Pathway pathway enrichment analysis of differential proteins

Sample Requirement

Sample TypeRequirement
Protein ExtractsConcentration > 1 μg/μL

Total protein amount > 300 μg
Cell SamplesCell count > 10^7 cells
Tissue SamplesAnimal tissue > 100 mg

Plant material > 200 mg
Liquid SamplesBlood volume > 100 μL

Urine > 10 mL

Saliva > 1 mL

Extended multiplexing of TMT labeling reveals age and high fat diets pecific proteome changes in mouse epididymal adipose tissue

Materials: Epididymal Tissue

Impact Factor: 6.5399

Journal: Molecular & Cellular Proteomics

Technique: Tandem Mass Tag (TMT) Proteomics


Obesity is currently a global epidemic. Due to the lack of effective high-throughput techniques in the past, the study of protein composition in epididymal tissue has been limited, resulting in a very limited understanding of the metabolic and protein network changes induced by aging and a high-fat diet. Building upon previous work, this study improved experimental design and data analysis by employing the Tandem Mass Tag (TMT) proteomics technique with a total of 20 biological replicates. We compared the protein profiles between long-term high-fat diet groups, short-term high-fat diet groups, and age-matched high-fat diet groups with low-fat diet groups. The research revealed alterations in various proteins involved in pathways such as lipid metabolism, amino acid metabolism, immune response, apoptosis, and others. This article provides a simple and reproducible analytical method for proteomic studies of epididymal tissue.

Research Approach

TMT Based Proteomics Service


1. Basal Metabolic Assessments

This section includes assessments related to body weight, tissue weight, and serum markers, such as glucose, insulin, cholesterol, triglycerides, and glucose and insulin tolerance tests. These evaluations provide insights into the baseline metabolic status of the subjects and are crucial for the overall understanding of the study's findings.

TMT Based Proteomics Service

2. Protein Identification

Protein Identification

3. Venn Diagram

Depicting Intersection of Differential Proteins across Groups SubtitleFigure | Depicting Intersection of Differential Proteins across Groups Subtitle

4: Differential Protein Expression Fold Changes Caption

Volcano and Bar Charts Highlighting Noticeable Protein Variations in the High Fat Group.

Differential Protein Expression Fold Changes Caption

5. Changes in Protein Expression Levels

Changes in Protein Expression Levels

6. Gene Ontology (GO) Analysis

Revealing Changes in Pathways Related to Lipid Metabolism, Amino Acid Metabolism, Immune Response, and Apoptosis in Light of Differential Protein Expression Fold Changes

Gene Ontology (GO) Analysis

7. Protein-Protein Interaction (PPI) Analysis

Identification of Key Node Proteins FGG, Dpt, Mug2, and Subsequent Validation of the Aforementioned Conclusions

Protein-Protein Interaction (PPI) Analysis


In the context of TMT proteomics analysis of research tissue samples, this study stands out as an exemplary case in terms of research approach, technical methodology, and data analysis. It conducted comprehensive metabolic assessments, including insulin tolerance and lactose tolerance, for the selection of model metabolic indicators. Additionally, the experimental design for the proteomic study demonstrated meticulous sample grouping and replication. A total of three sets of ten-plex TMT labeling was employed, resulting in a rich dataset that will facilitate subsequent data analysis.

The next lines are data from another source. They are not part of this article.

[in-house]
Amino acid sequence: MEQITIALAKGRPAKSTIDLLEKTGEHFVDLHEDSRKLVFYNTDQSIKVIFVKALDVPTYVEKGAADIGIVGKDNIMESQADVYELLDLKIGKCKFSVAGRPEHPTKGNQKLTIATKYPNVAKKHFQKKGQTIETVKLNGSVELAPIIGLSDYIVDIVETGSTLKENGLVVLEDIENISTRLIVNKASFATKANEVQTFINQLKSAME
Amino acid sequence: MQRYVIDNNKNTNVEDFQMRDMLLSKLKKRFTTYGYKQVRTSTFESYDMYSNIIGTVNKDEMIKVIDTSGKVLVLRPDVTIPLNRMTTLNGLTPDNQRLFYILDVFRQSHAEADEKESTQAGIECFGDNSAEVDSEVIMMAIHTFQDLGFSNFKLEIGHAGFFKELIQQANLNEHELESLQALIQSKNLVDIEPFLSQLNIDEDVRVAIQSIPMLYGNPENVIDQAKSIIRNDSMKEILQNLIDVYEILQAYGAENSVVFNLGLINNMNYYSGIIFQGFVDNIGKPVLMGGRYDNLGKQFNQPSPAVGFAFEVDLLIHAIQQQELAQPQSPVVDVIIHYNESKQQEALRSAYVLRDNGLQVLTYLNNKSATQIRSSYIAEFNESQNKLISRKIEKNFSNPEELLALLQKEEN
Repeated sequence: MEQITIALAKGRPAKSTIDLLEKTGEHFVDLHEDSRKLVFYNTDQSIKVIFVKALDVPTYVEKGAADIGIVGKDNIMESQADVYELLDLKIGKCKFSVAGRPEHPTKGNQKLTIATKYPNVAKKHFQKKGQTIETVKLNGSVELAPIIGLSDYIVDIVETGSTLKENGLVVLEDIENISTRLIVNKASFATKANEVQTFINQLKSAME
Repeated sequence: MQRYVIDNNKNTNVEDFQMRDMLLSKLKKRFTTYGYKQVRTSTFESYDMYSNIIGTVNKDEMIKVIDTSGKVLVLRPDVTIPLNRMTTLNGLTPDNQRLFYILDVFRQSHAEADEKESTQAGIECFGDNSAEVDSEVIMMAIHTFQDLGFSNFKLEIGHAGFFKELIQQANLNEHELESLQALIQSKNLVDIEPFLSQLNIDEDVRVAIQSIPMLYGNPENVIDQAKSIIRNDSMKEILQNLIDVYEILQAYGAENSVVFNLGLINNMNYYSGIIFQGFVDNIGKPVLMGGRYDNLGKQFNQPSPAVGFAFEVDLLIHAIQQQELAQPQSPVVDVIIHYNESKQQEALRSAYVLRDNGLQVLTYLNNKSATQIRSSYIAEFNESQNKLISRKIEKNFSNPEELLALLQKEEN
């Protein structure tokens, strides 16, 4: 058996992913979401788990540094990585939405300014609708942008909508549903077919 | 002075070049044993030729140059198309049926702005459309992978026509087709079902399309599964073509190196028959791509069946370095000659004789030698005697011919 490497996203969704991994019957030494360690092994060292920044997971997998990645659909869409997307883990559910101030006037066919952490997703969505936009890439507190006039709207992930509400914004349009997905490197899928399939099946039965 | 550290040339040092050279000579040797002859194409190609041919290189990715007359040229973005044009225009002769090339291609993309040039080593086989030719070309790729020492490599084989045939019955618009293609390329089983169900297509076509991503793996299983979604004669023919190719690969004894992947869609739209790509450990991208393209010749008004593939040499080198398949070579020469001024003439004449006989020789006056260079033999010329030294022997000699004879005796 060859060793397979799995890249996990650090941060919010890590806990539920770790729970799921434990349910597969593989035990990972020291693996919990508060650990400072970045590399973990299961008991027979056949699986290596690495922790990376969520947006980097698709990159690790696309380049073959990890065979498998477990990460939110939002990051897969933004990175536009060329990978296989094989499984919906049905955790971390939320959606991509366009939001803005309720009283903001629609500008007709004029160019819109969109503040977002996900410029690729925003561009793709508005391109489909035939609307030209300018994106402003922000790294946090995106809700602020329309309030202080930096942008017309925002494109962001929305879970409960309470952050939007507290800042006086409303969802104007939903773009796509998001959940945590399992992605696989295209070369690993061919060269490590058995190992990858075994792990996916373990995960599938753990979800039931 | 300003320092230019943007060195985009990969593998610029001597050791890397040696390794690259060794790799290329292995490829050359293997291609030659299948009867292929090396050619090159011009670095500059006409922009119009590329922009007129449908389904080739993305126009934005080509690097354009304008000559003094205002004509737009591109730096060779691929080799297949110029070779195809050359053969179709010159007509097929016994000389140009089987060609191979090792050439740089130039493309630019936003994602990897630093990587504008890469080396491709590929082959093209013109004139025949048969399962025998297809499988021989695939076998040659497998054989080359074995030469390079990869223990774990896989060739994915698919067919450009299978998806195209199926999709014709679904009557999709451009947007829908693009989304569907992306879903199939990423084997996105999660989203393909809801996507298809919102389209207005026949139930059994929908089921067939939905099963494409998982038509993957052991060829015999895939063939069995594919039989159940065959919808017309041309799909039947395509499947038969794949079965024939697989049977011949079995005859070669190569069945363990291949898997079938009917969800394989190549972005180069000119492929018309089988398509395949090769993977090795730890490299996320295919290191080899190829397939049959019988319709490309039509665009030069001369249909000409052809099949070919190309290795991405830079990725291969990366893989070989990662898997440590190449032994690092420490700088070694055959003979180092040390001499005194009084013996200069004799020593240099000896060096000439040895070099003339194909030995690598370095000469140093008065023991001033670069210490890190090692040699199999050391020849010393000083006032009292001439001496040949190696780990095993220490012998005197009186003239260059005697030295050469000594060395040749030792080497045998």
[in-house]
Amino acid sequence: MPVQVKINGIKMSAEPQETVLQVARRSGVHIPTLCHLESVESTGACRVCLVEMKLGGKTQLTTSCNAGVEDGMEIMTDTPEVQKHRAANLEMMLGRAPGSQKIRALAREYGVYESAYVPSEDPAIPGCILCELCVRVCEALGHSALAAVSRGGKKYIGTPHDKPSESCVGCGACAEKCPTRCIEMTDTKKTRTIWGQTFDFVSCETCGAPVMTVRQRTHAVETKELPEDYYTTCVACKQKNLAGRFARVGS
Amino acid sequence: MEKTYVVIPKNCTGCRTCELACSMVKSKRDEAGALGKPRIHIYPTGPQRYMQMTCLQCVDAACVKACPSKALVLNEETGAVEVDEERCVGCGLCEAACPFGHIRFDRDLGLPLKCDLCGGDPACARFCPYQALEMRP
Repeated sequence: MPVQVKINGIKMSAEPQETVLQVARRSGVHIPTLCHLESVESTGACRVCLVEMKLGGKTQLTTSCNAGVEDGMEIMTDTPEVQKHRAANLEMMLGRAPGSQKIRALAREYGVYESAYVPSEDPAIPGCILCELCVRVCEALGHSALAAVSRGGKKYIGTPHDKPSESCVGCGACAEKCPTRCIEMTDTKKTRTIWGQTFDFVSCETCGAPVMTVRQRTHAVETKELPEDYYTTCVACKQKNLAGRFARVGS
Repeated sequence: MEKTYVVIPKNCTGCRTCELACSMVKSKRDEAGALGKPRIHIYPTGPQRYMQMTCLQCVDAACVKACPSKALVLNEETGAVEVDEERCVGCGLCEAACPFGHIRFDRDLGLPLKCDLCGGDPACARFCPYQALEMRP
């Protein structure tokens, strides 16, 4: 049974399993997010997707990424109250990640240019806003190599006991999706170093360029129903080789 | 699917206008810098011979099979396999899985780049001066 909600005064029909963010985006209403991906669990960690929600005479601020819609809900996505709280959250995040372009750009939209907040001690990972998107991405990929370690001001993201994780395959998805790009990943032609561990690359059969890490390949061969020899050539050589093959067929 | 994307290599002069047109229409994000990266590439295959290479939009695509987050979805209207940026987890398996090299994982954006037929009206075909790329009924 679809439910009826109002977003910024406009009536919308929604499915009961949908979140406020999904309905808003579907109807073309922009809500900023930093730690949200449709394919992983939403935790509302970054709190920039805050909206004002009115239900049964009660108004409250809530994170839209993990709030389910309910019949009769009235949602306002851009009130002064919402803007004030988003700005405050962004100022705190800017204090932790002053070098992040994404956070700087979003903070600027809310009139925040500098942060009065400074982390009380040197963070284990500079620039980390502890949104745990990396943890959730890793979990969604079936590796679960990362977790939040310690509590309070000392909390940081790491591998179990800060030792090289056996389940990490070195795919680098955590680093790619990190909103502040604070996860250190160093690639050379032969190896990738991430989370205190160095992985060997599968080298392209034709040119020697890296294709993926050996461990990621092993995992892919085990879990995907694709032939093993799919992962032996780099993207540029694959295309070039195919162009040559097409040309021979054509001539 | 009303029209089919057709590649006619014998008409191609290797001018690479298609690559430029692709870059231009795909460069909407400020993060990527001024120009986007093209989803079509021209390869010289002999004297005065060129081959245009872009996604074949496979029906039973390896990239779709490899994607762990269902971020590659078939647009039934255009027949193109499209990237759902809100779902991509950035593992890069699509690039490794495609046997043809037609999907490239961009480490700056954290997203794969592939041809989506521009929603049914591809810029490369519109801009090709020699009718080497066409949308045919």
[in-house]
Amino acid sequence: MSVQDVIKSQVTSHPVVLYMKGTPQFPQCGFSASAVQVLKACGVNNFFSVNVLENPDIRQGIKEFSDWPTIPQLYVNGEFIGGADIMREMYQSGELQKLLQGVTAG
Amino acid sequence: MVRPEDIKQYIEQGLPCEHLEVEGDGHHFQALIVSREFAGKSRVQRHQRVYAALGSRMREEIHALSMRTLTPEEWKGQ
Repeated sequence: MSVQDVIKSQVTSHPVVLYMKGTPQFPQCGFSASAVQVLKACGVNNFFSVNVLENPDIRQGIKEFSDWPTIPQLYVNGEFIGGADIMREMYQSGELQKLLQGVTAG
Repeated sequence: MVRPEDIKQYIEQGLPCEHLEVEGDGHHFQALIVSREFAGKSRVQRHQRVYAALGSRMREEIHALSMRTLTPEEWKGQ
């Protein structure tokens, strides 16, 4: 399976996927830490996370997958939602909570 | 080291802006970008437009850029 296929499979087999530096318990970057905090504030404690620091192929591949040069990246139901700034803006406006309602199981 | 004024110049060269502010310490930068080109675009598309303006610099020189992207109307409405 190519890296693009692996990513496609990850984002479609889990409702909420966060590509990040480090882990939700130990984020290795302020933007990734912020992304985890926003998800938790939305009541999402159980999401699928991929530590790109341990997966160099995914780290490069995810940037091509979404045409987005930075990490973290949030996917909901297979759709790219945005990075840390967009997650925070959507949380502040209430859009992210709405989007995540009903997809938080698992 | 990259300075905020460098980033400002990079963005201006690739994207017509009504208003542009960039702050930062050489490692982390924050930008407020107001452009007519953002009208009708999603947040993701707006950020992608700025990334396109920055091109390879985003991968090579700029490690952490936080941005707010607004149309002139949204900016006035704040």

Creative Proteomics has been dedicated to the field of life sciences and life technology, pioneering multi-omics integration experiments and analysis based on proteomics and metabolomics in the early stages in China. After years of development and accumulation, the company has established proteinomics technology platforms, including iTRAQ/TMT, DIA, PRM, modified proteomics, as well as comprehensive metabolomics technology platforms, including full-spectrum metabolomics, targeted metabolomics, and lipidomics. Corresponding data integration and analysis platforms have also been established, along with a scientifically sound service workflow and precise operating standards.


  1. Plubell D. et al., Extended multiplexing of TMT labeling reveals age and high-fat diet-specific proteome changes in mouse epididymal adipose tissue. 2017, Mol. Cell. Proteomics.

Q&A of TMT

Q1: What are the features of labeled quantitative proteomic technologies such as iTRAQ and TMT?

A: iTRAQ and TMT and other labeled quantitative proteomic technologies are high resolution and can identify up to more than 6000 proteins in cell samples, and most proteins have quantitative and qualitative information; secondly, they are high throughput and can complete experiments with up to 8 (iTRAQ) or 10 (TMT) samples at a time, which is especially suitable for simultaneous comparison between multiple groups of samples and dynamic detection of biological processes.

Q2: How should I identify proteins for species without whole genome data?

A: For species with published whole genome sequences, we can build a library locally and conduct local searches after getting the whole sequences; for species without whole genome sequencing, we can use databases of closely related species or EST data and transcriptome data for searches.